Its hard to pinpoint exactly when the wearables revolution really started but one good data point might be the funding of the Pebble watch on Kickstarter in May of 2012:
In the annals of tech innovation I see this as a tipping point in the classic sense since many themes came together to make this possible. Since this is a tech blog I have to point out that the availability of the very low power STM32 processor with an ARM Cortex-M3 core was key but also an inexpensive Bluetooth low energy chip from Texas Instruments, a 3 axis MEMS accelerometer (also from STMicroelectronics) and lets not forget the e-Ink display. So the technology chips fell into place but the other major innovation was not technology but crowdfunding and the incredible rise of Kickstarter. This timely combination of tech and funding platform has allowed Pebble to ship its 1 millionth watch as of this week, an incredible achievement.
Here on the community we have a great video interview with Pebble CEO Eric Migicovsky on his journey:
So if we extrapolate the success of Pebble to the broader wearables market are there other million sellers in the works? I don't know the sales levels of Fitbit but I have seen quotes thats its also in the millions so that device is in the million wearables club but what's next? I have a theory that the next big explosion in wearables will come from the healthcare sector since there are big trends in that market that will create a Pebble moment. In healthcare there is a primordial ooze of records, drug needs, monitoring and cost control that could spawn a whole new set of devices that keep us healthy and save money so thats my pick for the next breakthrough device from a business perspective. On the tech side the improving quality of sensors, non-invasive testing and better displays points to the next breakthrough. What do you think?
You were an early adopter which also impressed me, but I'm waiting to see how the use case shakes out for watches. The timepiece has moved in the past 10 years from your watch to your pocket (smart phone). The new "watch" for me would be more useful as a whole-body device (health measurements, activity, weather, location, time, altitude and so forth) rather than a smart phone on my wrist. If there's a device that emerges that does that well, I'll be its biggest fan. Getting emails, texting and receiving phones I'll reserve for the smart phone/tablet.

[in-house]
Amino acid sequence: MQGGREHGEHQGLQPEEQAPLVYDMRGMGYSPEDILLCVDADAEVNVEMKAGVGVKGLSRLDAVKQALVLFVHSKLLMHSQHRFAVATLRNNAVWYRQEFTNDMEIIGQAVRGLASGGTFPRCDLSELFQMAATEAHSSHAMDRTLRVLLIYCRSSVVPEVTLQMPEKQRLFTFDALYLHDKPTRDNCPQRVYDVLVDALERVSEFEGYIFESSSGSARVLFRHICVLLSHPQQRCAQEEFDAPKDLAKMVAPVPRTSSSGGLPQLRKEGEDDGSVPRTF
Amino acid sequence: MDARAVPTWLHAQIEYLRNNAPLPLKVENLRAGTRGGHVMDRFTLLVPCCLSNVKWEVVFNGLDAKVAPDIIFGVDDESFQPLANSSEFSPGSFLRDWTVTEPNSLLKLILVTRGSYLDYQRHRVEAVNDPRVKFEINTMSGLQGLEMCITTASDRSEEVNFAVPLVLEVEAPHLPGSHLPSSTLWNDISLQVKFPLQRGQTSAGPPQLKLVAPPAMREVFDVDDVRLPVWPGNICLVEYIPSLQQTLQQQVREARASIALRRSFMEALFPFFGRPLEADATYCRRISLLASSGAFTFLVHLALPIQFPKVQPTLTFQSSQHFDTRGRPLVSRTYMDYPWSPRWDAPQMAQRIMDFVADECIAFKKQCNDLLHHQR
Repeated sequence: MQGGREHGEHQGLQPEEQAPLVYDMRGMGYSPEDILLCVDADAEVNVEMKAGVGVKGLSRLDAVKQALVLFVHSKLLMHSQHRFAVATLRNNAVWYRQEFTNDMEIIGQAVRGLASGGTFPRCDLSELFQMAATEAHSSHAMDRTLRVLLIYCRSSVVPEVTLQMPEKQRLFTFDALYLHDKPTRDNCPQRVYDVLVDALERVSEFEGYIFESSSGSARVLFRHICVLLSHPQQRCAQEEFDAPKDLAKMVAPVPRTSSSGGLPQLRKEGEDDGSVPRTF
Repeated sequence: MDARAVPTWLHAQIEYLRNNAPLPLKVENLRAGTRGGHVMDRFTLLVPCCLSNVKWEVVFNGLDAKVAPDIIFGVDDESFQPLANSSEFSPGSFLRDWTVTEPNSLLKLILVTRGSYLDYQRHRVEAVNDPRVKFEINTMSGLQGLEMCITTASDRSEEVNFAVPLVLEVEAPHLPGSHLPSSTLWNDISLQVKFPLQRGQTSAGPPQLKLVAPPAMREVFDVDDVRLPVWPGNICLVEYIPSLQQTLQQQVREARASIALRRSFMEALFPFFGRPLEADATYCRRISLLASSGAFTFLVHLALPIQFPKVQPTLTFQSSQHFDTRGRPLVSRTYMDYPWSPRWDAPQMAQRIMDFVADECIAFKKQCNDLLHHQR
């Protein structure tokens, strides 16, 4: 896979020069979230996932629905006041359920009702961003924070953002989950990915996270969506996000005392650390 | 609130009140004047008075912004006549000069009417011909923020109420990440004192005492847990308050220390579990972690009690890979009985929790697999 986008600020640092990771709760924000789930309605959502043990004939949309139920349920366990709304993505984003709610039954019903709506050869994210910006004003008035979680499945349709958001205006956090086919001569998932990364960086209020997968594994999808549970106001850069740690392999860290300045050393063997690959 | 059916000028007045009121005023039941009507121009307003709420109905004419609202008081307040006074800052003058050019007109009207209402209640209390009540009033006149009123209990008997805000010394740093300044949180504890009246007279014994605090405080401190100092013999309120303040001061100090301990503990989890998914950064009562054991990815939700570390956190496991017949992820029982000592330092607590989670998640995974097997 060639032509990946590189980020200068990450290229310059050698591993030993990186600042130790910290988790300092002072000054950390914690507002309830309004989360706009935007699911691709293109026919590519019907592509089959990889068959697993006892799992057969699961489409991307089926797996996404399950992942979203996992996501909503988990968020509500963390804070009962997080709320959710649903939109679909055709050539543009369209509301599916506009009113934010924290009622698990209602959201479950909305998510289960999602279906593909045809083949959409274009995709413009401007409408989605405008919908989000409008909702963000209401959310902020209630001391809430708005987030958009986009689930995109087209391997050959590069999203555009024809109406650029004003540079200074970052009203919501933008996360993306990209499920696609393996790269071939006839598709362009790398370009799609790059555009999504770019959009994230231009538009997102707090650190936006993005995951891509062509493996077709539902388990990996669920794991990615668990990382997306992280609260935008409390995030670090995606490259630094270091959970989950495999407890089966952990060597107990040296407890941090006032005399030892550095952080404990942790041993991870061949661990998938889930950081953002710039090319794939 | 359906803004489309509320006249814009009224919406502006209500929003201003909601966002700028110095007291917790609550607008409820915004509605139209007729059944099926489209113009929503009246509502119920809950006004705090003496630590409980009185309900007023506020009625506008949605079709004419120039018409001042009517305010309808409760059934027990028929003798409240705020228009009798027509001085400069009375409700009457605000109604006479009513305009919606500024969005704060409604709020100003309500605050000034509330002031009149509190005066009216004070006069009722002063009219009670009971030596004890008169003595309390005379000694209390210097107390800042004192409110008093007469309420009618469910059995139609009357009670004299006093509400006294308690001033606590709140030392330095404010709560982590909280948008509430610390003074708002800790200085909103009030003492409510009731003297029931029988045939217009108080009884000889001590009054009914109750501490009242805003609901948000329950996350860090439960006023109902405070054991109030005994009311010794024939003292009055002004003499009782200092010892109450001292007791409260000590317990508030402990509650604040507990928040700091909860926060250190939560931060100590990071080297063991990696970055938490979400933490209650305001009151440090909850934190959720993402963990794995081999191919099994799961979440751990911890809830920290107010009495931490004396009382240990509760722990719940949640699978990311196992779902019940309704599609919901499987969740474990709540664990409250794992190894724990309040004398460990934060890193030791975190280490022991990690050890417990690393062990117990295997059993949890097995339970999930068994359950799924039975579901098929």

Brian, you are right on with your analysis and I think just like the Pebble watch example the technology is here (or in the case of the Cortex-A72 will be soon) and its really all about the right combination of display, connectivity, sensors and feedback loop. There is also the question of incentives to use the devices, not all of us are disciplined enough to listen to the Fitbit!
David, there is an issue we first have to confront, I think. And that's the natural human interface for wearables. Right now the data on the device (because of the interface/small screen, memory constraints), is relatively simple and limited. You need to shunt it to the app platform to do anything consistently useful with the data.
On the other hand, think about the Apple health app that came with IoS 8. There's a vast number of health data that that app offers but tracking them is limited by sensor technology and the interface and some market considerations (there's no iWatch just yet). This is a temporary situation. We'll fix this problem going forward (i think longer term about what innovations like the Cortex-A72 -- at the right price point -- could bring to these kinds of edge devices) but we've got a ways to go.
But I'm looking forward to the day where my wristwatch will tell me it's really time to mix in a salad for lunch and don't forget the Vitamin B today.